Roth’s late-in-life trilogy — “American Pastoral,” “I Married a Communist” and “The Human Stain” — amounts to perhaps the greatest second act of any American novelist. He always chafed against being labeled a “Jewish writer.” He said, “The epithet American-Jewish writer has no meaning for me. If I’m not an American, I’m nothing.” Roth left instructions that no Jewish ritual be performed at his funeral. Those in attendance reported that, in a nod to Jewish custom, rocks were placed atop his grave.

Following Hate, Amazing Grace

Those five stories were big ones, indeed. But the attack in Pittsburgh came to define 2018. Many observers believed it was not a lightning strike out of a cloudless sky; there was a context. Robert Bowers, the suspect in the killings, posted online about being motivated by the work of the Jewish refugee resettlement group HIAS, which has been helping asylum seekers at the southern border. So the attack in Pittsburgh was not simply against Jews, but against the Jewish values enshrined in HIAS’ mission and the Torah — to help the stranger because we, too, were once strangers. The context of the killings, some observers said, could be traced back to Charlottesville and neo-Nazis marching in the streets there with tiki torches, chanting, “Jews will not replace us.” The ADL has suggested that President Trump’s rhetoric on issues of race and nationalism have, at least in part, helped lead to a big surge in anti-Semitic activity in the country; the president, they say, has fostered an atmosphere where anti-Semites feel emboldened to act. (It’s a view vigorously contested by those on the Jewish right, who argue that anti-Semitism is a virus that never goes away.)

Anti-Semitic crimes in New York City have risen nearly 25 percent over the past year, with more than 168 documented in 2018 so far, according to the NYPD. In 2017, anti-Semitic incidents nationwide rose 57 percent over the year before, according to the ADL. In recent weeks, a rash of attacks against Jews in Crown Heights and Williamsburg have prompted a Jewish city councilman to call for a special office at the mayoral level to address hate crimes.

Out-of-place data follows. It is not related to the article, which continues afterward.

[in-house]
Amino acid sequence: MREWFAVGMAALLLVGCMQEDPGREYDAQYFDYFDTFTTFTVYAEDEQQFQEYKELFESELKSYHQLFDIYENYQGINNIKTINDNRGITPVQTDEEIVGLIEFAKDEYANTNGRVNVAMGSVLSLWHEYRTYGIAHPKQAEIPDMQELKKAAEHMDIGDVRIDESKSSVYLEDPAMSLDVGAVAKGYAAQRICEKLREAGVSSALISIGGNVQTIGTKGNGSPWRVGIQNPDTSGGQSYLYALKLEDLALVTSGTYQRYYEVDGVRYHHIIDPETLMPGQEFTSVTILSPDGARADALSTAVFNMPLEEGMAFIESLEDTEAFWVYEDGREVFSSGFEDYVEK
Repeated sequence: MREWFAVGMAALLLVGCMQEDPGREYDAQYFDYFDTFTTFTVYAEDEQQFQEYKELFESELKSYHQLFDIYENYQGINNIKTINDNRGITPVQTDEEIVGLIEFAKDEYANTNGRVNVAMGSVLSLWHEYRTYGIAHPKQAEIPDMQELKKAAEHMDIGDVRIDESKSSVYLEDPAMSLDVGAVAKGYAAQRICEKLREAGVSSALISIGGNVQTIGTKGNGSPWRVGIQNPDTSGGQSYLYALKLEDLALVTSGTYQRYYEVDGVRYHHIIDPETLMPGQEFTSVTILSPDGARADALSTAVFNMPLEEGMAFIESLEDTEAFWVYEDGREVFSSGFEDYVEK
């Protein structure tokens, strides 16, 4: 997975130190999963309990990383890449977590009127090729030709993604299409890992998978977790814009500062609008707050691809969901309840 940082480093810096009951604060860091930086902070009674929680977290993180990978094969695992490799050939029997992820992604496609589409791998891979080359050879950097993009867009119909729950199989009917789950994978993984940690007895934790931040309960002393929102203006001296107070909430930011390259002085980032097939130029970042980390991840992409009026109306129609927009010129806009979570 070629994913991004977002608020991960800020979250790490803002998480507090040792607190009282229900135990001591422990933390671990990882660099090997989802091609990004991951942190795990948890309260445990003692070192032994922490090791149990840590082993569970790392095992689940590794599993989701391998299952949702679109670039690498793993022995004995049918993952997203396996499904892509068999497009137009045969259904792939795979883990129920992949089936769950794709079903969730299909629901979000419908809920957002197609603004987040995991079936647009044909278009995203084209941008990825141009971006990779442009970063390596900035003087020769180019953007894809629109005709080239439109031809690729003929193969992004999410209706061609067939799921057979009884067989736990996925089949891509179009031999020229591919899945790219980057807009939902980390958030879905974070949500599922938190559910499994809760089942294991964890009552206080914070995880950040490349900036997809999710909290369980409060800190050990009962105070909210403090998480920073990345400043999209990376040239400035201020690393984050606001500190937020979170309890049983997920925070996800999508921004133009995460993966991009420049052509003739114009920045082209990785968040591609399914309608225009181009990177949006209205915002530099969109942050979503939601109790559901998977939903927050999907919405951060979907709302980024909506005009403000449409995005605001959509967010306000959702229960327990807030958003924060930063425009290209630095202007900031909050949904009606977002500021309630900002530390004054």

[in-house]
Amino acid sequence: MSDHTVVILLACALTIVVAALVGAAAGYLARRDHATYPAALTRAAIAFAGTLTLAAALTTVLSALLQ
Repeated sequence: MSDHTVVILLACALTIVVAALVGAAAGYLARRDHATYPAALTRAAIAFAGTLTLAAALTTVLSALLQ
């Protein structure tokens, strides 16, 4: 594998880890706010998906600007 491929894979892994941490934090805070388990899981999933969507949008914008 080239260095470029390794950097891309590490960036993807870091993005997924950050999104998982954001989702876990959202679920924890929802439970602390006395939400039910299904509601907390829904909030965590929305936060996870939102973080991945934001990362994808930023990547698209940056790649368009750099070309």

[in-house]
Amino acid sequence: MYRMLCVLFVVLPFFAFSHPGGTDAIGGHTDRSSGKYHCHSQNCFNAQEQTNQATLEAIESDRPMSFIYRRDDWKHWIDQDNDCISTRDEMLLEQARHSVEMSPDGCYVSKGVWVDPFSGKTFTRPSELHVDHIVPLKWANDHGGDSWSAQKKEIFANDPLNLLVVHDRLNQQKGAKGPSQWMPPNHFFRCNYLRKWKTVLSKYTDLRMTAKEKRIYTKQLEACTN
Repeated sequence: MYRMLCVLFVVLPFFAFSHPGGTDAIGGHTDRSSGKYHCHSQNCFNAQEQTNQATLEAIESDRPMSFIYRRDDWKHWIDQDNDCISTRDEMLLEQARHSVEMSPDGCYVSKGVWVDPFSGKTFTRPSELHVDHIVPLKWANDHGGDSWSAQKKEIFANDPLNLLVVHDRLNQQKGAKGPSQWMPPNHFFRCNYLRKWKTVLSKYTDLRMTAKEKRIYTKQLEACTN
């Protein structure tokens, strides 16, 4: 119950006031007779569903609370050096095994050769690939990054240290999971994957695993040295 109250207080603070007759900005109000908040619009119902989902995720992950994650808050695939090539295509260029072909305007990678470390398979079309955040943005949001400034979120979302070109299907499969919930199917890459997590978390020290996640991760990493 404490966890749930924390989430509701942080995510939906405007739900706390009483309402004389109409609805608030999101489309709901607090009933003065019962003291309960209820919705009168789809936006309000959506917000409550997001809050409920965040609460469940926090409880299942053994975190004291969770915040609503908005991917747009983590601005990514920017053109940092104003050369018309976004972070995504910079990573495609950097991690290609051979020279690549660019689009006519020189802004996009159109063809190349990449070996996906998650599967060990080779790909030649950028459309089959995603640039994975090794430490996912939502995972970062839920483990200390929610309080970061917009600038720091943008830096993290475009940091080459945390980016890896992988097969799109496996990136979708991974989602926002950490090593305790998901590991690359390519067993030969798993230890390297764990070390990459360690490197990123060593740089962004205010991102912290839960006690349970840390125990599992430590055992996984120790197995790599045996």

And yet there was a saving grace — an amazing grace, really — after Pittsburgh, in the way the country responded. Muslims in Pittsburgh raised more than $100,000 to pay for the funeral expenses of the Tree of Life victims; non-Jews in several cities formed protective “rings of peace” around local synagogues; and on a drizzly Monday, the first work day after the attack in Squirrel Hill, a Pittsburgh police officer, standing guard over a makeshift memorial at Tree of Life, bent down to keep a cluster of candles from going out. “I’ve been trying to keep them lit,” he told a Jewish Week reporter. It was one of thousands of tender mercies extended to the Jewish community.

It turns out that the black banner hanging from the lectern at Park Avenue Synagogue was both a wound and a salve.

And if there was a bit of a salve in 2018 it came, improbably, from Broadway. “The Band’s Visit,” about an Egyptian police orchestra stranded in an isolated Israeli town, won 10 of the 11 Tony Awards for which it was nominated, including Best Musical. Based on an Israeli film of the same name, it takes a political subject — the Israeli-Arab conflict — and casts it in a bracingly personal, human context, of Israelis reaching out to and embracing Egyptians. Friendships bloom. Stereotypes shatter.

And in their dusty desert town in the south of Israel, a little girl and her mother tune in to Egyptian television and radio on Friday nights and Sunday mornings … “Umm Kulthum and Omar Sharif / Came floating on the jasmine wind,” the sultry Katrina Lenk, the little girl now grown up and running a small café, wistfully sings to the Egyptian bandleader. And the distance between Alexandria and the fictional Beit Hatikvah disappears, modern politics and ancient hatred no match for the power of romance and melody.

Come spring, here’s to a jasmine wind blowing through Charlottesville and Crown Heights and Williamsburg and Borough Park and, of course, through Squirrel Hill — a jasmine wind soft and sweet, and one that’s stronger than hate.

Staff writers Steve Lipman and Hannah Dreyfus contributed to this report.

This article was updated on Wednesday, Dec. 26, 3:30 p.m. to reflect that the three stars on the Pittsburgh Steelers helmet represents the materials used to produce steel, not the three rivers running through the city.